The Stone City

Words Made to Last

Monday, March 05, 2007


A loyal Marginal Revolution reader asks for discussion of
china [sic]
I have not been to China since 1999, but I feel confident that the changes since then are the logical extension of those already underway at that time. I agree with the conventional wisdom that China is highly promising but highly unstable; and I think that, for the non-Chinese world, this is a good thing.

To a Western sensibility, China outside Hong Kong feels alien -- more so even than Tokyo. Perhaps I can express it best by saying that the Japanese, while serious and formal, seem young in their curiosity and perfectionism, while the Chinese seem old, old with weariness rather than with wisdom. Life is not precious in China, and death is not dreaded.

The overriding pragmatism of Chinese culture also appears to contribute to a greater vulnerability to tragedies of the commons. To a sufficiently imaginative viewer, almost any public good -- from an open stretch of roadside near a park entrance, to an honestly run business paying no kickbacks -- is a resource crying out to be exploited. The preservation of public goods through forbearance on the part of many is s significant part of "social capital", and there is little such forbearance in China. Perhaps this is an effect of crowding and poverty, rather than of anything specifically Chinese; I have no firsthand knowledge of India or of Africa beyond its northernmost reaches.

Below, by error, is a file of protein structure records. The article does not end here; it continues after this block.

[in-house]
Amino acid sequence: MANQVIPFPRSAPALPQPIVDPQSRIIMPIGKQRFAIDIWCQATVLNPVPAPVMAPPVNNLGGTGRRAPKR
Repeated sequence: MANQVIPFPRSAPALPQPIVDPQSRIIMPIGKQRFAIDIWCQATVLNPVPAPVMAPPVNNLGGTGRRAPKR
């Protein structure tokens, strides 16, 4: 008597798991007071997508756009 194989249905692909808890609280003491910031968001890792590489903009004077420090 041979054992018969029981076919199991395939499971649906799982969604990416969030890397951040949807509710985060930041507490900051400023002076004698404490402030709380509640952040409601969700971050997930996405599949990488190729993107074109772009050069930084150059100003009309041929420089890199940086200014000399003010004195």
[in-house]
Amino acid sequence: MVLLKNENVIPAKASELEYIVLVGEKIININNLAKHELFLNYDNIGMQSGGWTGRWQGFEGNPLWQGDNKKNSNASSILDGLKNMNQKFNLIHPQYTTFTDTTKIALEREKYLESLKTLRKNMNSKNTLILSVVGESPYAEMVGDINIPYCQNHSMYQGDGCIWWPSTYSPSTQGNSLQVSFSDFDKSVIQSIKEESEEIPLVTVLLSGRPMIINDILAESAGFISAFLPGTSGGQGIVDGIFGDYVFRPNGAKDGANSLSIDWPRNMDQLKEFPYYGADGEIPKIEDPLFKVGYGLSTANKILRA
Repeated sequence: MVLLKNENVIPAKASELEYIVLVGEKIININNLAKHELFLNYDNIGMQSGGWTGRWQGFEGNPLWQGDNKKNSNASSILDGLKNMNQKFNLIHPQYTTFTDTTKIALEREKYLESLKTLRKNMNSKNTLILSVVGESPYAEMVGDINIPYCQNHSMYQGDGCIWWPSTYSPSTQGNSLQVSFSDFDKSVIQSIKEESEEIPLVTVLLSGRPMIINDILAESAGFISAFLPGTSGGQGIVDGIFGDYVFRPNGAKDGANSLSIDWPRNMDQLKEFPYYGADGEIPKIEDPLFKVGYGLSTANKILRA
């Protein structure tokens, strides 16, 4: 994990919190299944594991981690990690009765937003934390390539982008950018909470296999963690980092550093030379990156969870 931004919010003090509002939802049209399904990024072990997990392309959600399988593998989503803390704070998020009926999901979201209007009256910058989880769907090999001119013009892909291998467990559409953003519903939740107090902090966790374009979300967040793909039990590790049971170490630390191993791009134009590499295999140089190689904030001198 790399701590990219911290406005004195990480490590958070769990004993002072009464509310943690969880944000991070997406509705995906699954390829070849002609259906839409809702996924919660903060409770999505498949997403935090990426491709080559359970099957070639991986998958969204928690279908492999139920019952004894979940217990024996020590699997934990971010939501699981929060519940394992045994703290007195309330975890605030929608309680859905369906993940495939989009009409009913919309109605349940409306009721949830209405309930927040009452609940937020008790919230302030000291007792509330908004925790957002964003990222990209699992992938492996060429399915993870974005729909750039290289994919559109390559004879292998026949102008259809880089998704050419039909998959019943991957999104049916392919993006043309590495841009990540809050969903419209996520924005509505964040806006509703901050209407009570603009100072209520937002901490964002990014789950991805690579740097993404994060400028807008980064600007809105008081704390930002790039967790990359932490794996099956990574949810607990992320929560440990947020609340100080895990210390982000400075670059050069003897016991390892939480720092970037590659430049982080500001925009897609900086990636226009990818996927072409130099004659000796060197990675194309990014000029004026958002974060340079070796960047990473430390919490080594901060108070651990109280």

China is in a three-way race, where its economic growth must outpace both the aging of its population (projected into the future here) and the social time bomb of its gender imbalance. I expect that continued rapid growth is necessary for stability; stagnation or even slow (1-3% annual) growth will likely lead to unrest, violence and possibly collapse. Looking carefully at the aging chart above, it appears that China's apparent growth is partially due to favorable demographics, as many people enter the work force and few leave. This is reminiscent of Japan's apparent dominance in the 1980's, which was boosted by an extremely similar demographic profile.

Finally, throughout the world, what is precious? Many Americans and Europeans cast a very wide net here, proclaiming the sacred value (though they might not choose that word) of the quality of life of farm animals and lab rats. In China, where exotic animals are jammed into cages outside the more expensive restaurants, such a view seems implausible.

[Mr. Cowen's remarks are here and here.]